Once considered the Jewish capital of the Russian Empire, Odessa is filled with traditions, buildings and monuments with ties to this cultural legacy. The city was once the center of Jewish life in Eastern Europe.
The small restaurant across the street from my hostel specialized in seafood from the Black Sea. In the middle of the street-side dining area was an old wine barrel topped with a humorous display of two traditional Jewish dolls dressed in the attire of their respective professions, a baker and a musician.
Purim at the Grand Coral Synagogue
During the Jewish holiday of Purim, I decided to spend the night at the charming California Boutique Hotel which was next door to the beautifully restored Grand Coral Synagogue, one of two functioning synagogues in Odessa. It was built in 1790. Purim commemorates the time when the Jewish people who were living in Persia during the First Persian Empire (550 -330BC) were saved from extermination by the courage of a young Jewish woman called Esther.
I checked into my hotel in the early evening and then proceeded next door to the synagogue. There I befriended a security guard who spoke English and stood close to him so as not to be too obtrusive in my street attire. Streams of children and young people were bounding joyfully in and out of the synagogue, many dressed in colorful costumes and masks. Adults who were with them were dressed in costume or Sabbath clothes. The guard explained that the time for the children to celebrate was over but the adults would return at 11pm to celebrate among themselves.
At the corner a food truck was surrounded by eager young people who had just exited the synagogue. A few boys were wearing a kippah, a head covering worn by Jewish men. I stood in the darkness watching and listening to the surrounding activity. Families, many with strollers, were socializing in front of the synagogue. Colored lights decorated the entrance to my hotel next door, in celebration. I later learned that the hostel was owned by an Israeli/American.
Later that night I looked out over the stone balcony of my room, and admired the beautiful stained glass window of the synagogue, which was lit from within. The sound of revelers inside pierced the clear night air. What a joy!
In striking contrast to the activity at the Great Choral Synagogue that night, the dark, imposing Brodsky Synagogue which was just around the corner, stood in mute testimony to its grand past. Built in 1863, it was the largest synagogue in the south of what was the Russian Empire at that time. Two years ago, the synagogue was returned to the Jewish community after a century of state control. It is slated to be the future site of the Odessa Jewish Museum and Tolerance Center.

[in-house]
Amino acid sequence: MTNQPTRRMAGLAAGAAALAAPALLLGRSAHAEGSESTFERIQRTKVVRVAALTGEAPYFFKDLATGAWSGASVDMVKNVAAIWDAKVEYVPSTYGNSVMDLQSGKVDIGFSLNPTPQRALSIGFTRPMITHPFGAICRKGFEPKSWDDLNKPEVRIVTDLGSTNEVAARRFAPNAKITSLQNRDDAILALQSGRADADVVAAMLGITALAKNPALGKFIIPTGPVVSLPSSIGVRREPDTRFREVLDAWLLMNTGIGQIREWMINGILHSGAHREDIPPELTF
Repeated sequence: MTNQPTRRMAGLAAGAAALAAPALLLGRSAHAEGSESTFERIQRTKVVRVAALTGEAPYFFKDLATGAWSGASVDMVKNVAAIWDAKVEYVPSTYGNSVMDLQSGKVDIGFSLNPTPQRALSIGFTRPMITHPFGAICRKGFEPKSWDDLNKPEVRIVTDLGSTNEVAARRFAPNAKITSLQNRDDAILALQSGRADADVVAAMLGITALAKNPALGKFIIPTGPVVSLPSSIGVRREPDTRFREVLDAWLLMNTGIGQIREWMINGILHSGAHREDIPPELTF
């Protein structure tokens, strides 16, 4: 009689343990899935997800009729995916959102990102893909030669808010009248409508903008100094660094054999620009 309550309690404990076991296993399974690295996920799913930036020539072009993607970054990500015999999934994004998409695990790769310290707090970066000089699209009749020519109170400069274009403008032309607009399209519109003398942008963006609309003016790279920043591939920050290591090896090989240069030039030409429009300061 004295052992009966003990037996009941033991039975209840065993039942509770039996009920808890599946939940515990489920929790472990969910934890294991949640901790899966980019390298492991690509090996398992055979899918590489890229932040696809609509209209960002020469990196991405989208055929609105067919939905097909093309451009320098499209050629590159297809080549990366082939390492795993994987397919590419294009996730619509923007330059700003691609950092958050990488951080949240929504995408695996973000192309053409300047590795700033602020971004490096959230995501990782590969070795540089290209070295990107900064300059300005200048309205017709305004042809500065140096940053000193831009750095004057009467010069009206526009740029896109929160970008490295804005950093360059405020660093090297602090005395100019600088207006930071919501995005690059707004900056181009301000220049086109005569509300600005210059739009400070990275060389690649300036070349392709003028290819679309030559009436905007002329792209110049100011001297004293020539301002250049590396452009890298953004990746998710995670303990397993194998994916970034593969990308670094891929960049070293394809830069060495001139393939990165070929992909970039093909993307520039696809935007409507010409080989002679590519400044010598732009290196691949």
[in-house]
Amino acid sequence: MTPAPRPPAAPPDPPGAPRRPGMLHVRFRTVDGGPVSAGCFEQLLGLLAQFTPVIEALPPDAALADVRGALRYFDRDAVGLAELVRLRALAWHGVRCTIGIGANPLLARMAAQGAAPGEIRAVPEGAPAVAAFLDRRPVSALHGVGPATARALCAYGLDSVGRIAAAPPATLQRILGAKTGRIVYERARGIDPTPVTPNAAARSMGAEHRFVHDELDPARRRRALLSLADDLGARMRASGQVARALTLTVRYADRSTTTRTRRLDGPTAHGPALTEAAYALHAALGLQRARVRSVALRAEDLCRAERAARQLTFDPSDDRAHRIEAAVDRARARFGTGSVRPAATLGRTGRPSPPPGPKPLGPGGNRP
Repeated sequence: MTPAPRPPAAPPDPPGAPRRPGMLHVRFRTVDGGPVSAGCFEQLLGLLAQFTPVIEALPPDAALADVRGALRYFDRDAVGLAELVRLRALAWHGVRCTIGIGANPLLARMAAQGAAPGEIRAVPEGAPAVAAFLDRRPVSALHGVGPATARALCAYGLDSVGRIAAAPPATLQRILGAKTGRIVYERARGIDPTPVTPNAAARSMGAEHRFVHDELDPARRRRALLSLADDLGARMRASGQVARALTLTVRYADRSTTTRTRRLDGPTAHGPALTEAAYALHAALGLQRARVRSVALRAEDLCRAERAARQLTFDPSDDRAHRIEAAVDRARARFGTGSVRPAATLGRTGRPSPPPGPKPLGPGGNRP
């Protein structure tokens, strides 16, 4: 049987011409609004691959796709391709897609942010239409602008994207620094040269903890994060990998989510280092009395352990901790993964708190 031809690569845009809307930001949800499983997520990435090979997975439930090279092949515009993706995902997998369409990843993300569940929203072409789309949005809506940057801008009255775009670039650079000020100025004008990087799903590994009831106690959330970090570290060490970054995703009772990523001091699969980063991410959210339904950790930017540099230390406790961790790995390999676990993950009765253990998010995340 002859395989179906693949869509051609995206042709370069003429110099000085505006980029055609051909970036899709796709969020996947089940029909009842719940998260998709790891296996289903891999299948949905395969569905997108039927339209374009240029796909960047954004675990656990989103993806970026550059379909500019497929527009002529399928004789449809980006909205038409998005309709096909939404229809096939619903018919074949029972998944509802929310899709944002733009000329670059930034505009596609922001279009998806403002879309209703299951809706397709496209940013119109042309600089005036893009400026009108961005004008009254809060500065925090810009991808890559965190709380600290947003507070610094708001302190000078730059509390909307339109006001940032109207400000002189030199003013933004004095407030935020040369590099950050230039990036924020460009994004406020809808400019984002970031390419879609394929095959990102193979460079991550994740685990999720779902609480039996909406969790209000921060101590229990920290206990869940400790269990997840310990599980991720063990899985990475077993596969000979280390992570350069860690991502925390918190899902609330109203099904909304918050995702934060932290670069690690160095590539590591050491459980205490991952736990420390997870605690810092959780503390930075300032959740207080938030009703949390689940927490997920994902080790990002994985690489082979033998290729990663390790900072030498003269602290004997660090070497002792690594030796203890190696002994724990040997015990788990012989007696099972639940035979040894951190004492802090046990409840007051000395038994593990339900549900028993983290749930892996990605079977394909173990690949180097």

Both synagogues were in the vicinity of vul Evreyska (Jewish Street).
It was a beautiful, sunny spring-like day when I visited the Holocaust Memorial on the outskirts of town. The balmy feeling in the air belied the somber history that took place there during WWII.
I hired a local English-speaking guide, Anna Sokoloskaya, whom I met through the hotel next to the Choral Synagogue, to take me on a Jewish tour of Odessa which included the holocaust memorial. She ordered an Uber for us to get there.
Anna was extremely knowledgeable of Odessa’s Jewish history. She was not Jewish, but said she had visited Israel several times in order to broaden her knowledge of the Jewish diaspora. A large percentage of her business is taking people on Jewish tours of Odessa.
At the memorial site we visited the “Road to Death” that lead to the extermination camps for thousands of Odessa’s Jews and Gypsies starting in 1941. Along with memorial signs, the Alley of the *Righteous Among the Nations featured a tree dedicated to each person in Odessa who saved a Jew.
* An honorific used by the State of Israel to describe non-Jews who risked their lives during the Holocaust to save Jews from extermination by the Nazis
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